“Passion,” says Easton. “My people know I am here for them; I am not here for myself, I am not here for a paycheck, I am here to take care of them.”
“Courage. This is not a job for just anybody,” explains Fitzpatrick, “you have to have the heart for this job. These residents need us. When no one else is there for them, we have to be there. ”
“Loveable,” states Cruz. “These residents…they know who is here for them and who is here just for the money. A lot of them get attached to you. The way that I treat them, they can see the love that I give them. I give them that love and peace.”
“Trust. Because once your residents get to know you, they know they can count on you to do anything for them,” remarks Tidwell.
The Certified Nursing Assistants agree that working with such a vulnerable population is a calling. Greenbrier administrators encourage the right people to step up and research this career possibility. “People realize the health care field is a strong, stable field. It will always be here. Long-term care will always be here,” remarks Kay Grey, Human Resource Director, and Guide on the homes. “At the end of the day, we go home, and we made a difference in their life,” says Fitzpatrick. “That is what we are here for. This job can be very hard, but it is so special.”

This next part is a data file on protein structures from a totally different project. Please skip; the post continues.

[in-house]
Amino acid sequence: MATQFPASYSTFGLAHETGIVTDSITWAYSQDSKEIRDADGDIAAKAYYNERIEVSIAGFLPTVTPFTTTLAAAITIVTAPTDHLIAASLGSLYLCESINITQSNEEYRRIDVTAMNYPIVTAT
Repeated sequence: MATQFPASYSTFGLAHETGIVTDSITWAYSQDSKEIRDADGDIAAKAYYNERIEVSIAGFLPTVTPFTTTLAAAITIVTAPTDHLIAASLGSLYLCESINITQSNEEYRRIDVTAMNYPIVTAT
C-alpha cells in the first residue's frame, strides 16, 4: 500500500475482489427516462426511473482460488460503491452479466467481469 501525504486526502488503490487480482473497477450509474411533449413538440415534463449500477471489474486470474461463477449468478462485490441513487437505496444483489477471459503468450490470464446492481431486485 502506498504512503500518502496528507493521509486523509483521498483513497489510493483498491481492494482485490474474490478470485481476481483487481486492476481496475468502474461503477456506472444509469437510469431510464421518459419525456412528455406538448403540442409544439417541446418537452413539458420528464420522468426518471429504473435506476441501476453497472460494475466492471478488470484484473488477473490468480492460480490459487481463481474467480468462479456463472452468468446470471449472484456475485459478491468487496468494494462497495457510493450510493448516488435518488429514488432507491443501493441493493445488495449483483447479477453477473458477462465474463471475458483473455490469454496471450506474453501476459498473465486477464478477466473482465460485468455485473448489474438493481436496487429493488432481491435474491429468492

NACHA, or the National Association of Health Care Assistants, has many CNA members nationwide. Long is giving NACHA The Welcome Home Project so that other facilities embrace culture change. “Where I see the difference is that we are now resident-driven instead of institutional. This means the CNAs are more like family. We are still caregivers, but we have a different role in that we provide care and provide the family feeling. Everything they do is what the resident wants to do,” said Deborah Huskey, CNA at Greenbrier.